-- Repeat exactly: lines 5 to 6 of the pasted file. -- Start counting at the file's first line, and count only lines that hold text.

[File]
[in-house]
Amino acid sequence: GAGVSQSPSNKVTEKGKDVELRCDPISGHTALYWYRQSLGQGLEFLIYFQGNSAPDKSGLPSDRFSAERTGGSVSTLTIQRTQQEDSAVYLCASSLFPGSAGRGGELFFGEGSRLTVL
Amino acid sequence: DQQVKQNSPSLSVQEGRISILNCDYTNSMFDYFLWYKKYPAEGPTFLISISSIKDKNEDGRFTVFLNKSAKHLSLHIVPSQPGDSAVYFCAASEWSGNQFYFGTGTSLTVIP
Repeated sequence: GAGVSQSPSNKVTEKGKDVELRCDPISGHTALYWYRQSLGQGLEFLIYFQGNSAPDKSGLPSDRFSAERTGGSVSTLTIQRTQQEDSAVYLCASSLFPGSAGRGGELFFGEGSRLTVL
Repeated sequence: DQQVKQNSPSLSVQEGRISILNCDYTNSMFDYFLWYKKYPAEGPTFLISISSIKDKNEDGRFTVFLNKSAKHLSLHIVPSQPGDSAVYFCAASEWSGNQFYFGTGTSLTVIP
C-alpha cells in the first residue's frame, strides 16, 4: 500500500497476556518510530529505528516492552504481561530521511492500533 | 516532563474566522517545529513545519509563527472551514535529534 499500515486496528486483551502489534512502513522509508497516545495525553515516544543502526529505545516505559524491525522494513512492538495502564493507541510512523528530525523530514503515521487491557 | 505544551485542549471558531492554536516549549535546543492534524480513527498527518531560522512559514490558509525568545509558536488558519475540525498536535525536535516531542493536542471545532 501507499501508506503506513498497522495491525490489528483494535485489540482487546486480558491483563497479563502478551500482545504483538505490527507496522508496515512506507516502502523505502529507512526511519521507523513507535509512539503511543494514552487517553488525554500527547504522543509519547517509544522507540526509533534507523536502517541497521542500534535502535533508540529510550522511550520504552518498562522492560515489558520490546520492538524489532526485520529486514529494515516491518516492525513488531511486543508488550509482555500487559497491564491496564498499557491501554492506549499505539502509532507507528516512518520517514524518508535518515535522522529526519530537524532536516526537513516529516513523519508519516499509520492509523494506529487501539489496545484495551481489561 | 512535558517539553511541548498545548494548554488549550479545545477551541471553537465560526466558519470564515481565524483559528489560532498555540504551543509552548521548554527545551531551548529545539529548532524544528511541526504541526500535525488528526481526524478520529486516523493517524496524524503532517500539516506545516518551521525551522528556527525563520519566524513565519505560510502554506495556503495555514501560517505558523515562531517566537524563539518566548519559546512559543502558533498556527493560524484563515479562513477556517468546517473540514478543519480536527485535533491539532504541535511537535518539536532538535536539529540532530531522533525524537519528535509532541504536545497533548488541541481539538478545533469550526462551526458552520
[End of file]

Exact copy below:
Repeated sequence: DQQVKQNSPSLSVQEGRISILNCDYTNSMFDYFLWYKKYPAEGPTFLISISSIKDKNEDGRFTVFLNKSAKHLSLHIVPSQPGDSAVYFCAASEWSGNQFYFGTGTSLTVIP
C-alpha cells in the first residue's frame, strides 16, 4: 500500500497476556518510530529505528516492552504481561530521511492500533 | 516532563474566522517545529513545519509563527472551514535529534 499500515486496528486483551502489534512502513522509508497516545495525553515516544543502526529505545516505559524491525522494513512492538495502564493507541510512523528530525523530514503515521487491557 | 505544551485542549471558531492554536516549549535546543492534524480513527498527518531560522512559514490558509525568545509558536488558519475540525498536535525536535516531542493536542471545532 501507499501508506503506513498497522495491525490489528483494535485489540482487546486480558491483563497479563502478551500482545504483538505490527507496522508496515512506507516502502523505502529507512526511519521507523513507535509512539503511543494514552487517553488525554500527547504522543509519547517509544522507540526509533534507523536502517541497521542500534535502535533508540529510550522511550520504552518498562522492560515489558520490546520492538524489532526485520529486514529494515516491518516492525513488531511486543508488550509482555500487559497491564491496564498499557491501554492506549499505539502509532507507528516512518520517514524518508535518515535522522529526519530537524532536516526537513516529516513523519508519516499509520492509523494506529487501539489496545484495551481489561 | 512535558517539553511541548498545548494548554488549550479545545477551541471553537465560526466558519470564515481565524483559528489560532498555540504551543509552548521548554527545551531551548529545539529548532524544528511541526504541526500535525488528526481526524478520529486516523493517524496524524503532517500539516506545516518551521525551522528556527525563520519566524513565519505560510502554506495556503495555514501560517505558523515562531517566537524563539518566548519559546512559543502558533498556527493560524484563515479562513477556517468546517473540514478543519480536527485535533491539532504541535511537535518539536532538535536539529540532530531522533525524537519528535509532541504536545497533548488541541481539538478545533469550526462551526458552520